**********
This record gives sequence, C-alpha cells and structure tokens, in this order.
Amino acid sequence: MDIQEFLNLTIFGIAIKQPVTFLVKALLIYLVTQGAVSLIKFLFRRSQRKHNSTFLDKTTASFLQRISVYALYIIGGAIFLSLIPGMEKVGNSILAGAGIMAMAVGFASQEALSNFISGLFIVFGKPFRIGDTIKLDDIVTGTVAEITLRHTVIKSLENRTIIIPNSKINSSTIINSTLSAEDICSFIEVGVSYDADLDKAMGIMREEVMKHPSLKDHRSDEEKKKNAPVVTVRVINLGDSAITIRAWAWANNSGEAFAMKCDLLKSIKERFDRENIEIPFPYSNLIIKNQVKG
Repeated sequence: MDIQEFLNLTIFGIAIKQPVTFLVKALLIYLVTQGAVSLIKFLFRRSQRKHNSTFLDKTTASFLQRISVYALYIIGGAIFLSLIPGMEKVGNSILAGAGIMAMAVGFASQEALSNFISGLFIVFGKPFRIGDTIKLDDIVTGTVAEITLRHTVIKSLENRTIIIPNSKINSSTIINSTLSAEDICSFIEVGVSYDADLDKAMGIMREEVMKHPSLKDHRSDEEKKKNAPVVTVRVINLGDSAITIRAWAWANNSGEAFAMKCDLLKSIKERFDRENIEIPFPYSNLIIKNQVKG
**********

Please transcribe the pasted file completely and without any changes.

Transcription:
This record gives sequence, C-alpha cells and structure tokens, in this order.
Amino acid sequence: MDIQEFLNLTIFGIAIKQPVTFLVKALLIYLVTQGAVSLIKFLFRRSQRKHNSTFLDKTTASFLQRISVYALYIIGGAIFLSLIPGMEKVGNSILAGAGIMAMAVGFASQEALSNFISGLFIVFGKPFRIGDTIKLDDIVTGTVAEITLRHTVIKSLENRTIIIPNSKINSSTIINSTLSAEDICSFIEVGVSYDADLDKAMGIMREEVMKHPSLKDHRSDEEKKKNAPVVTVRVINLGDSAITIRAWAWANNSGEAFAMKCDLLKSIKERFDRENIEIPFPYSNLIIKNQVKG
Repeated sequence: MDIQEFLNLTIFGIAIKQPVTFLVKALLIYLVTQGAVSLIKFLFRRSQRKHNSTFLDKTTASFLQRISVYALYIIGGAIFLSLIPGMEKVGNSILAGAGIMAMAVGFASQEALSNFISGLFIVFGKPFRIGDTIKLDDIVTGTVAEITLRHTVIKSLENRTIIIPNSKINSSTIINSTLSAEDICSFIEVGVSYDADLDKAMGIMREEVMKHPSLKDHRSDEEKKKNAPVVTVRVINLGDSAITIRAWAWANNSGEAFAMKCDLLKSIKERFDRENIEIPFPYSNLIIKNQVKG